As bad as these facts are, the record gets considerably worse. After examining the affidavits and testimony of the Messrs. Katz, R. Arenson, P. Arenson, Killaly and Bucy and related exhibits, the Court is convinced not only that Mr. Katz and the Messrs. Arenson tried to mislead the Court into believing that (i) Mr. Katz made no sales of Excel products prior to November 21, 1977; (ii) sales people other than transmission sales people did not make sales of Excel products prior to said date and (iii) Preferred's telephones were not used in connection with sales of Excel's products prior to said date, but also they were in fact doing all of such things knowingly and covertly during the period from August through November 21, 1977.

 Mr. Katz, for example, filed an affidavit sworn to January 6, 1978 (in support of defendants' motion for an order pursuant to FRCP Rule 12 dismissing the complaint on the grounds that this Court lacks personal jurisdiction over defendants) in which he averred that "(I) did not begin my sales efforts for G.R.P. until after November 21, 1977," that "neither (I) nor any of my sales people other than the transmission sales people had even discussed working for G.R.P. before November 21, 1977," and that "none of Preferred's telephones were ever used to sell (Excel) products" and "no sale has been obtained for G.R.P. at Preferred's expense on Preferred's lines."

 Following three days of extensive questioning at a deposition taken by the attorneys for the plaintiffs on March 15, 16 and 17, 1978, Mr. Katz filed a "corrected" affidavit in which he admitted that he "made sales of (Excel's) products prior to November 21, 1977", that sales people other than the transmission sales people, also made sales of (Excel's) products prior to November 21, 1977, and that "Preferred's telephones were used at times in connection with sales of (Excel's) products."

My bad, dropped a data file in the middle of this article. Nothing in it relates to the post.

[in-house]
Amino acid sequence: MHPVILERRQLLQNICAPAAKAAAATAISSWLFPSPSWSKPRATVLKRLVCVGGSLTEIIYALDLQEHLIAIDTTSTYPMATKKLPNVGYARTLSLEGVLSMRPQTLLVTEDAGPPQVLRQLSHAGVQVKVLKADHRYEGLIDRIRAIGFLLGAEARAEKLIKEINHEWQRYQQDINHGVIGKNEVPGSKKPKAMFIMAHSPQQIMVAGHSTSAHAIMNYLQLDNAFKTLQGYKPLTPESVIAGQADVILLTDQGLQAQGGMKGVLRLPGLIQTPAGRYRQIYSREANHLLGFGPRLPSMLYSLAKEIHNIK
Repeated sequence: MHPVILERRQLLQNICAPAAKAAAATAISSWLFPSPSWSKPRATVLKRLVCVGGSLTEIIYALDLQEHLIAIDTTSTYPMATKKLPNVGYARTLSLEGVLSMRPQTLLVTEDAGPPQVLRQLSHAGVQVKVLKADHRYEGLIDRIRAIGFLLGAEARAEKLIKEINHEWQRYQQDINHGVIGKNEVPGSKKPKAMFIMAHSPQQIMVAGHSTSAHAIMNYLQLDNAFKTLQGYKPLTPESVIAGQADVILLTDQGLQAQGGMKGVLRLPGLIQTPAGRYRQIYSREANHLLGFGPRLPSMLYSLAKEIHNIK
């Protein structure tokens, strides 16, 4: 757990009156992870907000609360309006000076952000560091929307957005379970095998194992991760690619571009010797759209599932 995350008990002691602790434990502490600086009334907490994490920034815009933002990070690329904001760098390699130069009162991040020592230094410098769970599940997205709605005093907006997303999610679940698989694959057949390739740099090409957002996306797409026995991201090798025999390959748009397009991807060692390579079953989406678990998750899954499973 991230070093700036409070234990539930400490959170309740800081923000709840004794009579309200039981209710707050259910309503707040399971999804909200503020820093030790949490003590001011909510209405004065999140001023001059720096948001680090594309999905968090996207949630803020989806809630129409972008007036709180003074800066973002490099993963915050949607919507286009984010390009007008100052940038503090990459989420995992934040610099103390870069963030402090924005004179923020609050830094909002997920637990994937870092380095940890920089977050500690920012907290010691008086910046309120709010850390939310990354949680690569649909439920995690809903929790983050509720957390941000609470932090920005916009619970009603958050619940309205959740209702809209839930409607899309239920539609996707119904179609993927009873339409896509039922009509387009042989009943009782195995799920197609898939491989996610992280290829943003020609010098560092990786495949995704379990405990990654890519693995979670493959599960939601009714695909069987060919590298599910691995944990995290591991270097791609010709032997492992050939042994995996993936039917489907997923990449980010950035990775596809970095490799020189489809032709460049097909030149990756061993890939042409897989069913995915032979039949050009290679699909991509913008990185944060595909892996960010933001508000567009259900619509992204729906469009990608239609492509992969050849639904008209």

Also in support of such motion twenty-two members of the Katz organization filed an affidavit stating that they had read the affidavit of Harold Katz sworn to January 6, 1978, and that "statements and facts set forth (therein) are true and correct to the best of our knowledge". Similarly, Mr. Rodney Arenson, in support of such motion, filed an affidavit sworn to January 6, 1978, stating Inter alia, that "Excel has no connection with Harold Katz, John Bucy or any other of the individual defendants in this action. Excel has never done business with or through any of these individuals. Excel * * * has never sold any of its products through these individuals * * *. Excel simply has no relation whatsoever with any of these persons."

 Under the circumstances, it is not surprising that at the conclusion of plaintiffs' case at the hearing held in July, defendants called no witnesses to the stand to rebut plaintiffs' case even though Messrs. Katz and Bucy and several of the sales persons of the Katz organization were apparently present during the hearing and the Messrs. Arenson and Mrs. Killaly were not shown to have been disabled or otherwise unavailable.

 Apparently in an effort to minimize the extent of their misappropriation of plaintiffs' customers, defendants initially claimed that prior to November 21, 1977, only six persons in the Katz organization sold parts for GRP, Inc., and that only transmission parts were sold and these persons were utilized for this purpose because according to an affidavit of Peter Arenson sworn to January 6, 1978, they "had discontinued their efforts to sell transmission parts for Preferred." Mr. Bucy, however, testified at his later deposition that there was no sales person only selling transmission parts; Messrs. Arenson had received from an employee of Preferred in July a transmission catalog which, on the back of the last page, showed Preferred's entire line of products and Mr. Katz testified at his later depositions that not only did he not stop selling transmission parts for Preferred prior to November 21, 1977 but to his knowledge no sales associate stopped selling transmission parts products for Preferred prior to November 21, 1977.

 During September, October and November of 1977 Mr. Rodney Arenson discussed pricing of their products with members of the Katz organization and plaintiff proved that they set prices slightly below those of Preferred in order to entice Preferred's customers to switch their orders to Excel.

 During the aforesaid months and subsequent to November 21, 1977 the Katz organization not only solicited Preferred's customers on behalf of Excel and Saginaw (another of the Arensons' corporations) but they also utilized Preferred's customer cards in the process.